Gordon Smith has compared Andrew Driver's dilemma over his international future to someone choosing between two potential girlfriends. But the Scottish Football Association chief executive Smith said yesterday that he does not believe Driver risks losing both Scotland and England as suitors if he continues to stall on committing to either country.
Smith admits that Driver, the Hearts winger, has become a "victim" of the recent rule change – a brainchild of the SFA chief executive – which allows British passport holders to represent any of the home nations, providing they have been educated in that country for five years.
Driver, who was born in Oldham but has spent most of his life in Scotland, yesterday revealed he had still to make a decision whether to remain loyal to his native England or switch allegiance to his adopted nation. The 21-year-old played for Scotland schoolboys as a youngster but represented England Under-21s in the summer and appears to be genuinely torn.
He confirmed yesterday he would not be in the Scotland squad – which is named tomorrow – for Saturday week's friendly in Wales but said he hoped to make a decision about his future before the end of the year, admitting dragging out the saga would be "disrespectful" to both nations.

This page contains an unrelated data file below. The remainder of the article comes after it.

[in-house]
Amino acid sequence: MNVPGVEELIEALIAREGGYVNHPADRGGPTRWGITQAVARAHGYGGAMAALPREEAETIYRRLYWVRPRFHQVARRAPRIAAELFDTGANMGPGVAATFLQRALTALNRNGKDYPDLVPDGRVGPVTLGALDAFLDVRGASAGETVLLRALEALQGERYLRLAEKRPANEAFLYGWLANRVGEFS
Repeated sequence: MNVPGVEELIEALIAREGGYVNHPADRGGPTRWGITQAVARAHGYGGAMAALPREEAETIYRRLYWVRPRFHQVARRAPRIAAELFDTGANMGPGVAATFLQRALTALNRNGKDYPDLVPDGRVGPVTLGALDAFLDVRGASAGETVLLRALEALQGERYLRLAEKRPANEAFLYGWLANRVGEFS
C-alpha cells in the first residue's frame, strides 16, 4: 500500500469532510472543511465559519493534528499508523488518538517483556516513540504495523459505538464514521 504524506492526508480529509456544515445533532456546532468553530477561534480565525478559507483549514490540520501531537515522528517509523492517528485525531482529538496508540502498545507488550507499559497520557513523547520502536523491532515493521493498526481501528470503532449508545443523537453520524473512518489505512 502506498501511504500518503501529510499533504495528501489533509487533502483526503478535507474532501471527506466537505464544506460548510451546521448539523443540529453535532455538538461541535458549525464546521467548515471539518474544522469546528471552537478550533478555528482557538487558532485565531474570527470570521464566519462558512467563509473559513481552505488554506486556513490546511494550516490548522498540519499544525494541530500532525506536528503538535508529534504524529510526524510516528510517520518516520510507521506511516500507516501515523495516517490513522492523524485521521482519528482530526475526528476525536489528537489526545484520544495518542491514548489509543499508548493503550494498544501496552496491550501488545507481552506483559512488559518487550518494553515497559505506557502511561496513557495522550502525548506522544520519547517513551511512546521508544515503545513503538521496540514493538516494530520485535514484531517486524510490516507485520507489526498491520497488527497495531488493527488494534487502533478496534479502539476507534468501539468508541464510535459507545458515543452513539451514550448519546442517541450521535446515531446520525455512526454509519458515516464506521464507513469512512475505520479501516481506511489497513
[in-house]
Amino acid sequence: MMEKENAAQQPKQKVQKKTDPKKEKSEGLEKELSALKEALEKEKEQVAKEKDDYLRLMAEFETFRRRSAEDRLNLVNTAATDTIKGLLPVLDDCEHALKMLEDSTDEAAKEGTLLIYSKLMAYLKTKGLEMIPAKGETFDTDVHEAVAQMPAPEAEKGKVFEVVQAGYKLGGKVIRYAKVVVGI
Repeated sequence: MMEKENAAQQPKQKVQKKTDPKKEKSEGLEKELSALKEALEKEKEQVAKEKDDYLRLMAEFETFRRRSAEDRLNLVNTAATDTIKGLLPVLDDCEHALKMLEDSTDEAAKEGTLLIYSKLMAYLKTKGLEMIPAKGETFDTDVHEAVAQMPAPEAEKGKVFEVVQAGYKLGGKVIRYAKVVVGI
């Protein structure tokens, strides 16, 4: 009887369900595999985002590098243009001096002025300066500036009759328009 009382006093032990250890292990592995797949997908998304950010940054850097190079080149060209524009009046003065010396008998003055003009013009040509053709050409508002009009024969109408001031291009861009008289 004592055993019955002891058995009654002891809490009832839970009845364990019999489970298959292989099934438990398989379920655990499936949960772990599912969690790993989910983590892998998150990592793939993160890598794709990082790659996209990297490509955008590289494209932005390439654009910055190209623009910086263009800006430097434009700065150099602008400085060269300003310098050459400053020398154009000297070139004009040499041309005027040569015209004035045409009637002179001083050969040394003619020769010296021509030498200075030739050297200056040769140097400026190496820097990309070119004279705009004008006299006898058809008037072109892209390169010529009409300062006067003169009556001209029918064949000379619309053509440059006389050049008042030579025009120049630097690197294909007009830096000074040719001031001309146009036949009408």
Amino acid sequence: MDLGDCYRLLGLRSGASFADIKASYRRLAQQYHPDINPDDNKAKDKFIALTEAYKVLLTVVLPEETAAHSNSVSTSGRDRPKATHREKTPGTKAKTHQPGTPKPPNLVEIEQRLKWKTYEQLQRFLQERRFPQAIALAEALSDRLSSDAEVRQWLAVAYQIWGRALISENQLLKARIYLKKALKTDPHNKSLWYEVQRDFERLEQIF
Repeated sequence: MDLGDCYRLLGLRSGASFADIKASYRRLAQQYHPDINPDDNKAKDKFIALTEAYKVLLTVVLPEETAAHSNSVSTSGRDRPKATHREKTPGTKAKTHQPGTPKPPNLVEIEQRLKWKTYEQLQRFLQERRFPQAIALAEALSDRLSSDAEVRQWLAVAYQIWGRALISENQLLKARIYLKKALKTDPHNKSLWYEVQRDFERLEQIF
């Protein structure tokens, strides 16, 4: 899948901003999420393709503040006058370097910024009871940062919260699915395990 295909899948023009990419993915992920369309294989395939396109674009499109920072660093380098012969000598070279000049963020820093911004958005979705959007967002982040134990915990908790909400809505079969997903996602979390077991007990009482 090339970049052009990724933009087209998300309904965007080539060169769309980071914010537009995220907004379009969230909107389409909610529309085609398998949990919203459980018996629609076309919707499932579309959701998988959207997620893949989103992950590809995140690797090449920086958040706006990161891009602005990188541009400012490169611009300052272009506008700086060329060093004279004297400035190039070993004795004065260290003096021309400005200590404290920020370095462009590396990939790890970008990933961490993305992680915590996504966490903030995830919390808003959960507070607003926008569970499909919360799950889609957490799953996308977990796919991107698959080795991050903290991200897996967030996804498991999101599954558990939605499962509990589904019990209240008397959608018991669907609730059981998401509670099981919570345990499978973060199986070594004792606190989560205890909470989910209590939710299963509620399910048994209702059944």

But Smith believes Driver should not be rushed, saying: "I feel sorry for the boy because, at the end of the day, he knows two girls – he's not going out with either of them. So he's not upsetting either of them by not selecting one or the other. He might still have not made his mind up which one he prefers."
Smith, who insisted he had no personal view on whether he would like to see Driver in a Scotland shirt, added: "I think he's been a victim of this whole thing, because he's being put under pressure. He's officially English at the moment because he played for the England Under-21s and he'd have to change his nationality with Fifa.
"Why should he even consider that unless he's going to be selected for Scotland? The thing we need to know about first and foremost is where his Scotland career's going. If he comes into contention for selection then there's a situation to consider. Until that happens, I think the boy should be left alone."
That position would appear to put Smith slightly at odds with the Scotland manager George Burley, who wants Driver to proclaim his allegiance to the country before considering him for selection.
Driver yesterday suggested his agent had already been in touch with the SFA. Smith was speaking at the official opening of Broughton High School in Edinburgh, which includes a floodlit 3G football pitch. The SFA chief insists such facilities are key to reversing the decline in the standard of the Scottish game.
He said: "It's a marvellous facility; these 3G pitches are the way ahead; we need more of them in the country." Smith also reiterated his belief Scottish football should be played in the summer months but admitted his proposal had not found favour with the Scottish Premier League.
Despite this, Smith will press ahead with proposal for youth football competitions to take place between March and December.